The free airport hotspot provided by AT&T at Dulles International Airport has “sprouted ads. Lots of them, in places they didn’t belong,” says Jonathan Mayer, PhD candidate in computer science, law lecturer at Stanford and perennial privacy and digital ad gadfly, in a blog post Tuesday.
According to Mayer, AT&T appears to be using an ad injection platform from RaGaPa, a small startup. The RaGaPa website says it “helps you to get the most out of your investments in WiFi and helps you to turn costs into profits.”
With RaGaPa’s innovative technology you can deliver your own advertising and messages via your WiFi network, directly displayed on every website that users visit, without the need of a portal or an app install. By this way you can create a permanent communication channel and learn about the browsing behavior and preferences of your visitors.
Mayer faults AT&T on several counts.
AT&T has an (understandable) incentive to seek consumer-side income from its free wifi service, but this model of advertising injection is particularly unsavory. Among other drawbacks: It exposes much of the user’s browsing activity to an undisclosed and untrusted business. It clutters the user’s web browsing experience. It tarnishes carefully crafted online brands and content, especially because the ads are not clearly marked as part of the hotspot service. And it introduces security and breakage risks, since website developers generally don’t plan for extra scripts and layout elements.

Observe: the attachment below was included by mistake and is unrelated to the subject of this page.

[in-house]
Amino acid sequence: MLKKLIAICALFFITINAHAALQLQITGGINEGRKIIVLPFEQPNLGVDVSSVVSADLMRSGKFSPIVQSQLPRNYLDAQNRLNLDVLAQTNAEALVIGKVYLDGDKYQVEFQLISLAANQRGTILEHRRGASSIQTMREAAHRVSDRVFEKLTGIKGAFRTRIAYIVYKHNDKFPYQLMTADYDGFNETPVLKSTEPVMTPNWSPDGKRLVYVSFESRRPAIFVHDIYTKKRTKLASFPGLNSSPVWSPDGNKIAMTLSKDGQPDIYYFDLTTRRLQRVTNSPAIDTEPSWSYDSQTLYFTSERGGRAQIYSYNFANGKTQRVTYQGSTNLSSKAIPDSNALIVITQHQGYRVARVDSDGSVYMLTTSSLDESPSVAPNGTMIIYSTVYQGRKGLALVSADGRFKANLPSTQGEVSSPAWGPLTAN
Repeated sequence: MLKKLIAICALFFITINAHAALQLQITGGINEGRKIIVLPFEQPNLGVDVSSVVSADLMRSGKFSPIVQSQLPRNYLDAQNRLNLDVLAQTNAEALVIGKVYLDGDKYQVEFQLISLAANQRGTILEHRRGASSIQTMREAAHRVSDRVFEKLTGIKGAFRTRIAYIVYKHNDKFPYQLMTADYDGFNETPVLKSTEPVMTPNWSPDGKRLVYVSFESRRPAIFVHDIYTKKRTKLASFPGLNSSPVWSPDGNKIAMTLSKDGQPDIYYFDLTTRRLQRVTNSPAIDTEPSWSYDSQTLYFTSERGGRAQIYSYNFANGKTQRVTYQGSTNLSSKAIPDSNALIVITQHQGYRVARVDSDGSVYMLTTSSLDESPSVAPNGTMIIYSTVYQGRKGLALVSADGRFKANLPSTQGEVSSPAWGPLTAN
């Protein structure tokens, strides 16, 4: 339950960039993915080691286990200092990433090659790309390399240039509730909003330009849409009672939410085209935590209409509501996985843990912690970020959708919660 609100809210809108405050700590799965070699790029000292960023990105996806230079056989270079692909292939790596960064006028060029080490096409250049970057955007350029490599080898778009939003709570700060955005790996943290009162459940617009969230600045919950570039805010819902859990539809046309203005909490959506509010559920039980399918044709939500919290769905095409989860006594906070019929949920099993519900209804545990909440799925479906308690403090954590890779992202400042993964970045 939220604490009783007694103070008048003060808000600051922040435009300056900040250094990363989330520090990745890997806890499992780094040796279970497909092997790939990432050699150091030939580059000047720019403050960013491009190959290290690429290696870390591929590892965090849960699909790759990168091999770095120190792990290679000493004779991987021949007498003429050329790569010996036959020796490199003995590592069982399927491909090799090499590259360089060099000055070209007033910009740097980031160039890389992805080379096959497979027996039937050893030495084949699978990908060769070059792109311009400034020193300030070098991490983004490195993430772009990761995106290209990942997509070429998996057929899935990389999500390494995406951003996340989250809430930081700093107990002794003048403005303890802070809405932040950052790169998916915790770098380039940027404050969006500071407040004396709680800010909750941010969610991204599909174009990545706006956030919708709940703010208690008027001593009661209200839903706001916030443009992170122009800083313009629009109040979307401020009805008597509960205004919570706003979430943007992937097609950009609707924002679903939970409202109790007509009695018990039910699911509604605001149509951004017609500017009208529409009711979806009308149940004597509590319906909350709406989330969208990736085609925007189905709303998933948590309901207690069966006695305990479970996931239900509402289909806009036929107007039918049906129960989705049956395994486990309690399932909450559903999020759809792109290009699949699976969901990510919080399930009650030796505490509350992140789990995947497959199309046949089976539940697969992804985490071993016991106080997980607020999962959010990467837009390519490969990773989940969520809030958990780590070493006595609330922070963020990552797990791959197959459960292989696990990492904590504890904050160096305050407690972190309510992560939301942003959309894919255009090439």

AT&T said the ads were part of a trial that has now ended. “Our industry is constantly looking to strike a balance between the experience and economics of free Wi-Fi. We trialed an advertising program for a limited time in two airports (Dulles and Reagan National) and the trial has ended. The trial was part of an ongoing effort to explore alternate ways to deliver a free Wi-Fi service that is safe, secure and fast,” the company said in a statement.